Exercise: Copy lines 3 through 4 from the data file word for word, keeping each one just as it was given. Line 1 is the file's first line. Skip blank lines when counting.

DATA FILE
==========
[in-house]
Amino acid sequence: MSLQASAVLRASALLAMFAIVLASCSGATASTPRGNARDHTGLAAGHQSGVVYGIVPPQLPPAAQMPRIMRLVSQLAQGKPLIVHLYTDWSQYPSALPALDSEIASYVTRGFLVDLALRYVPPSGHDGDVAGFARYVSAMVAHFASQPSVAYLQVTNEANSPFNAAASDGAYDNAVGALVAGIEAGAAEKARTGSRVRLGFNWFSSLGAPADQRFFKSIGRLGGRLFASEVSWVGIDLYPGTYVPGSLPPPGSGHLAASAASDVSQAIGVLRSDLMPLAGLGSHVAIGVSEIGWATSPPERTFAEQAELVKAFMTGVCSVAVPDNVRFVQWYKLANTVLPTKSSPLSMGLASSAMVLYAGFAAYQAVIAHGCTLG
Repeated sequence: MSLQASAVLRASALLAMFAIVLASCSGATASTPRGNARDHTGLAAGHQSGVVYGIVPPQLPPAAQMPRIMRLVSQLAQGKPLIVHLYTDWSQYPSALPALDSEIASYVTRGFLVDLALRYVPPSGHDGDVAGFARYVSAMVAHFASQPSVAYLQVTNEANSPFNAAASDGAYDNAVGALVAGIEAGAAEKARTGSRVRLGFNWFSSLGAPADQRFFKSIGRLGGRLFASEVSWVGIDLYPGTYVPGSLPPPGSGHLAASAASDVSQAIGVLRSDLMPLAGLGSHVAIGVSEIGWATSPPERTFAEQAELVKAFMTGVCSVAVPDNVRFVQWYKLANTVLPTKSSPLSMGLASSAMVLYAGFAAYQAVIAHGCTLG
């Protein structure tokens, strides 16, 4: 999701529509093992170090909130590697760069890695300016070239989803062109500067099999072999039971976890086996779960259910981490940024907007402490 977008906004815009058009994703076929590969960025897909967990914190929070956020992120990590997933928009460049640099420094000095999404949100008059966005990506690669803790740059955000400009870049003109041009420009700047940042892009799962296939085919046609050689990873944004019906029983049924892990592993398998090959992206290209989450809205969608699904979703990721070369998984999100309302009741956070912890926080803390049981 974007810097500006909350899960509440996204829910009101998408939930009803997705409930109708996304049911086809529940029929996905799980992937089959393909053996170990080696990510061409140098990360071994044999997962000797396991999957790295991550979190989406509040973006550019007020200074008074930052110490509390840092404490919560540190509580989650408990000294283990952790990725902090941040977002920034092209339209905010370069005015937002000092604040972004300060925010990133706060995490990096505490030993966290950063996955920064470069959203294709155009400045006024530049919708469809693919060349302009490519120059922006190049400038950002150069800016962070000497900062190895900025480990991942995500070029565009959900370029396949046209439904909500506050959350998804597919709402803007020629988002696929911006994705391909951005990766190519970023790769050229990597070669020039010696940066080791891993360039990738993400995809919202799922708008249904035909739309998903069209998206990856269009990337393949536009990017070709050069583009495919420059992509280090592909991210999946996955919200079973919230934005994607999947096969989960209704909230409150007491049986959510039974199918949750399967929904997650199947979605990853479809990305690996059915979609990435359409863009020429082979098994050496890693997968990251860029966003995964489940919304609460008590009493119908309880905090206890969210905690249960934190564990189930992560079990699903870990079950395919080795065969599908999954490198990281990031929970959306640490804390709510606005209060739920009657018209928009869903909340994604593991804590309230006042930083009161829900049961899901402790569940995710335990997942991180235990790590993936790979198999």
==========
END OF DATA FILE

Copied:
Repeated sequence: MSLQASAVLRASALLAMFAIVLASCSGATASTPRGNARDHTGLAAGHQSGVVYGIVPPQLPPAAQMPRIMRLVSQLAQGKPLIVHLYTDWSQYPSALPALDSEIASYVTRGFLVDLALRYVPPSGHDGDVAGFARYVSAMVAHFASQPSVAYLQVTNEANSPFNAAASDGAYDNAVGALVAGIEAGAAEKARTGSRVRLGFNWFSSLGAPADQRFFKSIGRLGGRLFASEVSWVGIDLYPGTYVPGSLPPPGSGHLAASAASDVSQAIGVLRSDLMPLAGLGSHVAIGVSEIGWATSPPERTFAEQAELVKAFMTGVCSVAVPDNVRFVQWYKLANTVLPTKSSPLSMGLASSAMVLYAGFAAYQAVIAHGCTLG
């Protein structure tokens, strides 16, 4: 999701529509093992170090909130590697760069890695300016070239989803062109500067099999072999039971976890086996779960259910981490940024907007402490 977008906004815009058009994703076929590969960025897909967990914190929070956020992120990590997933928009460049640099420094000095999404949100008059966005990506690669803790740059955000400009870049003109041009420009700047940042892009799962296939085919046609050689990873944004019906029983049924892990592993398998090959992206290209989450809205969608699904979703990721070369998984999100309302009741956070912890926080803390049981 974007810097500006909350899960509440996204829910009101998408939930009803997705409930109708996304049911086809529940029929996905799980992937089959393909053996170990080696990510061409140098990360071994044999997962000797396991999957790295991550979190989406509040973006550019007020200074008074930052110490509390840092404490919560540190509580989650408990000294283990952790990725902090941040977002920034092209339209905010370069005015937002000092604040972004300060925010990133706060995490990096505490030993966290950063996955920064470069959203294709155009400045006024530049919708469809693919060349302009490519120059922006190049400038950002150069800016962070000497900062190895900025480990991942995500070029565009959900370029396949046209439904909500506050959350998804597919709402803007020629988002696929911006994705391909951005990766190519970023790769050229990597070669020039010696940066080791891993360039990738993400995809919202799922708008249904035909739309998903069209998206990856269009990337393949536009990017070709050069583009495919420059992509280090592909991210999946996955919200079973919230934005994607999947096969989960209704909230409150007491049986959510039974199918949750399967929904997650199947979605990853479809990305690996059915979609990435359409863009020429082979098994050496890693997968990251860029966003995964489940919304609460008590009493119908309880905090206890969210905690249960934190564990189930992560079990699903870990079950395919080795065969599908999954490198990281990031929970959306640490804390709510606005209060739920009657018209928009869903909340994604593991804590309230006042930083009161829900049961899901402790569940995710335990997942991180235990790590993936790979198999």